Republicans refused to agree to approve appointments to the federal bench, even to crucial government posts, many of which remained vacant for Obama’s entire term. Following the passage of the financial reform bill creating the Consumer Financial Protection Bureau, they intimidated the president into not even nominating the Democrats’ most popular choice, Harvard Law School professor Elizabeth Warren, and then proceeded to refuse to schedule hearings on Obama’s alternative choice, former Ohio attorney general Richard Cordray, after Obama caved in.

Republican willingness to threaten to filibuster just about every Democratic initiative successfully frustrated liberal priority after liberal priority. The labor movement’s key issue, passage of the Employee Free Choice Act, received only tepid administration or congressional support. Nothing was done to reform America’s broken (and deeply exploitative) immigration policies. (The pace of deportations actually increased during Obama’s presidency by roughly 20 percent above that of an equivalent period during the Bush administration’s tenure.) Reproductive rights for women were actually narrowed. Money grew more powerful both in politics and in society, as campaign finance laws were weakened and the Bush-era tax cuts extended, worsening the previous era’s explosion in inequality, despite the unpopularity with the public of both of these policies. These were all clear breaks from past practices. Journalist Michael Tomasky compared eight key priorities of presidents Bush and Obama in the autumn of 2011 and found, on average, 41.1 percent of Democrats tended to support Bush’s legislation, while the corresponding number for Republicans under Obama was just 5.75 percent.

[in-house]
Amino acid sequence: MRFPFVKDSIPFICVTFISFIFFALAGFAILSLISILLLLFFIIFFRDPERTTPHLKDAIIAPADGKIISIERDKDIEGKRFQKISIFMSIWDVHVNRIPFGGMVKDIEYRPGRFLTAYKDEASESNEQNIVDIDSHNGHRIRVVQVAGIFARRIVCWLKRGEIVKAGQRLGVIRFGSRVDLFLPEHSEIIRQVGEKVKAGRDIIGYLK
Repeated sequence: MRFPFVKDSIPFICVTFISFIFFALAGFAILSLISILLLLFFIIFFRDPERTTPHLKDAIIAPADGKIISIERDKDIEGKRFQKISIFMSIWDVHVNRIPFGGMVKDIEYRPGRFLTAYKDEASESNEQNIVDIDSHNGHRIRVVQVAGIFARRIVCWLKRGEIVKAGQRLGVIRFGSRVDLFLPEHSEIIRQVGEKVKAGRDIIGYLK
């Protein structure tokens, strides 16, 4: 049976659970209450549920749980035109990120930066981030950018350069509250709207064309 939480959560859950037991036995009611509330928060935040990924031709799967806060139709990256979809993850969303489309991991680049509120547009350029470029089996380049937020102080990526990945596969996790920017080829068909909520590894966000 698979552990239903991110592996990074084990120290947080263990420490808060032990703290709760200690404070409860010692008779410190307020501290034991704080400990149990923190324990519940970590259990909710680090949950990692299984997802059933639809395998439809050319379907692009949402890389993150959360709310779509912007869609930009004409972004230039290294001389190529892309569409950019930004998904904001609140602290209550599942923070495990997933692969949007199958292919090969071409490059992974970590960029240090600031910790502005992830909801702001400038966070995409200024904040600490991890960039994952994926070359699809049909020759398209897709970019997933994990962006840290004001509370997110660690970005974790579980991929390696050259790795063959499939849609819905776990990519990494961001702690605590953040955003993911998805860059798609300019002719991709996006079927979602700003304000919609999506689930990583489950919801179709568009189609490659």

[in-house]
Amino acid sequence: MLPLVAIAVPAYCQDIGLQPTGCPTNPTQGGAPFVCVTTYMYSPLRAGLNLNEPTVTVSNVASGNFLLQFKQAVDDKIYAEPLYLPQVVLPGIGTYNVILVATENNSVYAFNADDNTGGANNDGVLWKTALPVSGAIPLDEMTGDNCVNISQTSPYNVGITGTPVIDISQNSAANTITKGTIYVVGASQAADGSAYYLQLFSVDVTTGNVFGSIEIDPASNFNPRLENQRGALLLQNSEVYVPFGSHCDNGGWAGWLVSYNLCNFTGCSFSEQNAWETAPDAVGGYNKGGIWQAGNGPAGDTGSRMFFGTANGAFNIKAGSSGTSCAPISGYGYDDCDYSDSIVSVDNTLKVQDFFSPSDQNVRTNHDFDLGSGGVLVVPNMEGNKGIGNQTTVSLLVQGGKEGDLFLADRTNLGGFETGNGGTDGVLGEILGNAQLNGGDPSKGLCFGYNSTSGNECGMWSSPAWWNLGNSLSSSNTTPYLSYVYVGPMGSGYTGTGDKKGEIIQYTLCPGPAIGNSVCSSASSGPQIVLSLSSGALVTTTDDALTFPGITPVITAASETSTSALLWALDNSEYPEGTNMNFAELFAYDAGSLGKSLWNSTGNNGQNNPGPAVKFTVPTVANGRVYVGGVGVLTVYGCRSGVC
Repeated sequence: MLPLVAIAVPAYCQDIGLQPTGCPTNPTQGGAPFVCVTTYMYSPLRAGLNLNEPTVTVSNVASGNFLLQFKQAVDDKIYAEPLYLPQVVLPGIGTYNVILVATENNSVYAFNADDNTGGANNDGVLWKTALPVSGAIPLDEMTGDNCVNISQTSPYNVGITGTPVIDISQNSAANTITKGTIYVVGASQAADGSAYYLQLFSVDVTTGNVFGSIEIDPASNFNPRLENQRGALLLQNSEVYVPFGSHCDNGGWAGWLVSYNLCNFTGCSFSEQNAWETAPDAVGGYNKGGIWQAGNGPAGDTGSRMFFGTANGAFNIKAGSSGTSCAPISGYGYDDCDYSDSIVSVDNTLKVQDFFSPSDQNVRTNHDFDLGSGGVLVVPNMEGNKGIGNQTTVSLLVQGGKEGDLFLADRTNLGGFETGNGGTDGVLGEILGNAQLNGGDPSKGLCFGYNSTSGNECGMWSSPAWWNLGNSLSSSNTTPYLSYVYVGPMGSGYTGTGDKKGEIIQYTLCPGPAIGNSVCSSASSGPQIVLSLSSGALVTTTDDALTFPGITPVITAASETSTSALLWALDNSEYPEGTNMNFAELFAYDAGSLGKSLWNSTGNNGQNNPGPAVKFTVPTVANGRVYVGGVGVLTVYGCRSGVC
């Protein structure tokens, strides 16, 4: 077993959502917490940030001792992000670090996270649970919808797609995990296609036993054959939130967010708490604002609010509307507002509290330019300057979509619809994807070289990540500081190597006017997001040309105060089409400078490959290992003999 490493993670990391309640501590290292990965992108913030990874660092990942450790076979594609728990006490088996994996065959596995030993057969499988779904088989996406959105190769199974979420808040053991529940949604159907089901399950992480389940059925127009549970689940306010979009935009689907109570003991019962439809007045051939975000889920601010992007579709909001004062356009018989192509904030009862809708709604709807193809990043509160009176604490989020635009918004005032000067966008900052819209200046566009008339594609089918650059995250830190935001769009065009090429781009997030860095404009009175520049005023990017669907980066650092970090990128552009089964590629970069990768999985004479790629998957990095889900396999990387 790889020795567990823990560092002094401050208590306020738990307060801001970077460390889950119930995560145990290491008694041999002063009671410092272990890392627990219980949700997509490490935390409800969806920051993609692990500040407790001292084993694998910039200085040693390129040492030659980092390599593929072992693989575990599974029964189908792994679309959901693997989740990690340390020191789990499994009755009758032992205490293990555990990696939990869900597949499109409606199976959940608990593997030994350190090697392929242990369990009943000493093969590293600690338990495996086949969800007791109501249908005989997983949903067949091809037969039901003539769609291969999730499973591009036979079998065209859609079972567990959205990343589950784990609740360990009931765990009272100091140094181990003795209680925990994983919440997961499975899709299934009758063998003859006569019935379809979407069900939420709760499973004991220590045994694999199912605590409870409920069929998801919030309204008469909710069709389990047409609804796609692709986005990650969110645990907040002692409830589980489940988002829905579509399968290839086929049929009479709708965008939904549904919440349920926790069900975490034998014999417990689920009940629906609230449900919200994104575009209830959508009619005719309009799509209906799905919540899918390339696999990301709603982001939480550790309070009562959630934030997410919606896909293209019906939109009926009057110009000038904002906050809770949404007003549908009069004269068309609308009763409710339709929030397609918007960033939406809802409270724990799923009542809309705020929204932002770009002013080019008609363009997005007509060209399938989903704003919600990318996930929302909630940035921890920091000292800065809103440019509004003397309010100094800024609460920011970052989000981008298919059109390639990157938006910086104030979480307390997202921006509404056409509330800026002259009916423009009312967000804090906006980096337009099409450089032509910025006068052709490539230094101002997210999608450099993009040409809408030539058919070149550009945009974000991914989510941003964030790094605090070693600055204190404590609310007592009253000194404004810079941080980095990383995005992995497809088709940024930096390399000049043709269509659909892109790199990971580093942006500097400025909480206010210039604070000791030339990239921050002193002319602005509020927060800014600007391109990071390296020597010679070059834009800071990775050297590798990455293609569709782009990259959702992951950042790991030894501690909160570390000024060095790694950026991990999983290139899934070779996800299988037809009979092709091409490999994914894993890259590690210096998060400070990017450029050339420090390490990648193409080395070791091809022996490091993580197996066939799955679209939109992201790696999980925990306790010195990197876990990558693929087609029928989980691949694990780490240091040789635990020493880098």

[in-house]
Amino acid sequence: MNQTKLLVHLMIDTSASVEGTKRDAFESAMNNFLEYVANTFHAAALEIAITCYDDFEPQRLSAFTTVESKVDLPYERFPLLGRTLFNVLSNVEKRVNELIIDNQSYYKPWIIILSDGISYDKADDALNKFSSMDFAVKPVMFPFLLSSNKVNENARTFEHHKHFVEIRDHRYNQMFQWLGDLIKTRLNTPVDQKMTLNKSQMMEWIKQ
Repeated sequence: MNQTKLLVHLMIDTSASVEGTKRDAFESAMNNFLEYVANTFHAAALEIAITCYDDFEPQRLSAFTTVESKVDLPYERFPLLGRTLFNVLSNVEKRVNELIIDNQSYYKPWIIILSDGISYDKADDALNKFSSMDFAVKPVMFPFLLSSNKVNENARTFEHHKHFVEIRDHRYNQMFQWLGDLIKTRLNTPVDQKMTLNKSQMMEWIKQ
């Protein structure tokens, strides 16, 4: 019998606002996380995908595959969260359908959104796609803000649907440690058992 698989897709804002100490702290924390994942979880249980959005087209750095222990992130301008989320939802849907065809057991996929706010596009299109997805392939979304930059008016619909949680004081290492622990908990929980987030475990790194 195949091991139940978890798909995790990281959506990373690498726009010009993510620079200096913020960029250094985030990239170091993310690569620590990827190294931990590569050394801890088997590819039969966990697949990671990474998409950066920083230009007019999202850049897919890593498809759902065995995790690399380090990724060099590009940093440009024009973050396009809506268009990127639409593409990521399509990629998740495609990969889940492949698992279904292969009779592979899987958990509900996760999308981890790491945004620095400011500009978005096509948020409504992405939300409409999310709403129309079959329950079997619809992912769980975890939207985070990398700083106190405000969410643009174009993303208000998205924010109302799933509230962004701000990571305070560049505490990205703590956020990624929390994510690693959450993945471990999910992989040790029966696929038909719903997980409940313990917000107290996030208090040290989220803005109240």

What Richard Hofstadter had written of the extremely business-friendly Democrat Grover Cleveland turned out to be eerily true of Obama as well:

“With his stern ideas of purity, efficiency, and service, he was a taxpayer’s dream, the ideal bourgeois statesman for his time: out of heartfelt conviction he gave to the interests what many a lesser politician would have sold for a price.”

The president showed little willingness to use the powers of his office to counter the hardball tactics that were strangling his agenda, such as making recess appointments when Congress was out of session or issuing executive orders to ensure that his will was done regardless of Republican filibusters or delaying efforts. Instead he simply curtailed his appointments and left many key positions unfilled. The old joke about the liberal who showed up for a gunfight with a library book was no longer so funny.